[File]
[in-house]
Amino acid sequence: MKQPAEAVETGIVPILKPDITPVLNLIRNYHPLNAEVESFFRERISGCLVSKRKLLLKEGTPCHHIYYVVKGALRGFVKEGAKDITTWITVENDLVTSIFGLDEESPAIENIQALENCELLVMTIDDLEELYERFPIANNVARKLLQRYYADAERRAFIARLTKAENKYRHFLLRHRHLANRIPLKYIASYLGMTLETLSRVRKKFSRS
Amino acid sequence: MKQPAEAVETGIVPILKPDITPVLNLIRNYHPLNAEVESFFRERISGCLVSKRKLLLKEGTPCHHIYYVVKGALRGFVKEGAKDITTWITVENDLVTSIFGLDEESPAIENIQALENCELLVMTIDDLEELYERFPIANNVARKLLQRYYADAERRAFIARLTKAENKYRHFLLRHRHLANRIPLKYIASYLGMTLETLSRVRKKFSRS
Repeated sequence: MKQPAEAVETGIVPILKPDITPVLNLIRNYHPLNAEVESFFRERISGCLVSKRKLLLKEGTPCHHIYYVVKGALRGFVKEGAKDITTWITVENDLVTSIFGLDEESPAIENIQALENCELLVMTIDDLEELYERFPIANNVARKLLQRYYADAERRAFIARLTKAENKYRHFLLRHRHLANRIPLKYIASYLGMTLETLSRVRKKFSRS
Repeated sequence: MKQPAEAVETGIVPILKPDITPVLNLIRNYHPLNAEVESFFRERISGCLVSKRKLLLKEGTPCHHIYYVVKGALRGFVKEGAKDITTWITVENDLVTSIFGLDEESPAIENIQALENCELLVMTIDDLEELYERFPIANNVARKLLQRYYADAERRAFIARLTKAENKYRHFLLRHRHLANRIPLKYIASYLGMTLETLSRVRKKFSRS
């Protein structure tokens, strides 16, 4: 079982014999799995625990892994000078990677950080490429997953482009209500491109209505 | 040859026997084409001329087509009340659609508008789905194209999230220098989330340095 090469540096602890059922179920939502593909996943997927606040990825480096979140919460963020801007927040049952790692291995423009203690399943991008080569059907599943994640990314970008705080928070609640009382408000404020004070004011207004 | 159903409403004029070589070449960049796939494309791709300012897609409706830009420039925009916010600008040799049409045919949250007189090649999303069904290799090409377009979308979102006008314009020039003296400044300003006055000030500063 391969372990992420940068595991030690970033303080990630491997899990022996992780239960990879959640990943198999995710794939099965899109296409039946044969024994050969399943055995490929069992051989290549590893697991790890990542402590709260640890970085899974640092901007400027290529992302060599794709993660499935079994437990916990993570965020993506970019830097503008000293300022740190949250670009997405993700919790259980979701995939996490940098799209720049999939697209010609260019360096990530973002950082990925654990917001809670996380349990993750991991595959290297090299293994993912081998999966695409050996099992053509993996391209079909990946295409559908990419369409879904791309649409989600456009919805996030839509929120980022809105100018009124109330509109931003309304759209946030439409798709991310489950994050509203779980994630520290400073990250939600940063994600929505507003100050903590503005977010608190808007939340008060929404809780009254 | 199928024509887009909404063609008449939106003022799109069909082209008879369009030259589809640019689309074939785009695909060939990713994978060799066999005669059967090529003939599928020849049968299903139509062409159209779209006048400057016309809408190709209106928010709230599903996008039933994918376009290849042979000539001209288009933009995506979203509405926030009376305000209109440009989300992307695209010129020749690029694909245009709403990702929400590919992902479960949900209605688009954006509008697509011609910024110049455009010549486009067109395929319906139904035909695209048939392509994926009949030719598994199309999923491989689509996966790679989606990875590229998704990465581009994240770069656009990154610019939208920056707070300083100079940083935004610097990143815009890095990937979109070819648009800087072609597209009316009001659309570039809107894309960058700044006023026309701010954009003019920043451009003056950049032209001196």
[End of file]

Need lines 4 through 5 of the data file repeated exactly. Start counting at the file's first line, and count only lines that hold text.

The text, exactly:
Repeated sequence: MKQPAEAVETGIVPILKPDITPVLNLIRNYHPLNAEVESFFRERISGCLVSKRKLLLKEGTPCHHIYYVVKGALRGFVKEGAKDITTWITVENDLVTSIFGLDEESPAIENIQALENCELLVMTIDDLEELYERFPIANNVARKLLQRYYADAERRAFIARLTKAENKYRHFLLRHRHLANRIPLKYIASYLGMTLETLSRVRKKFSRS
Repeated sequence: MKQPAEAVETGIVPILKPDITPVLNLIRNYHPLNAEVESFFRERISGCLVSKRKLLLKEGTPCHHIYYVVKGALRGFVKEGAKDITTWITVENDLVTSIFGLDEESPAIENIQALENCELLVMTIDDLEELYERFPIANNVARKLLQRYYADAERRAFIARLTKAENKYRHFLLRHRHLANRIPLKYIASYLGMTLETLSRVRKKFSRS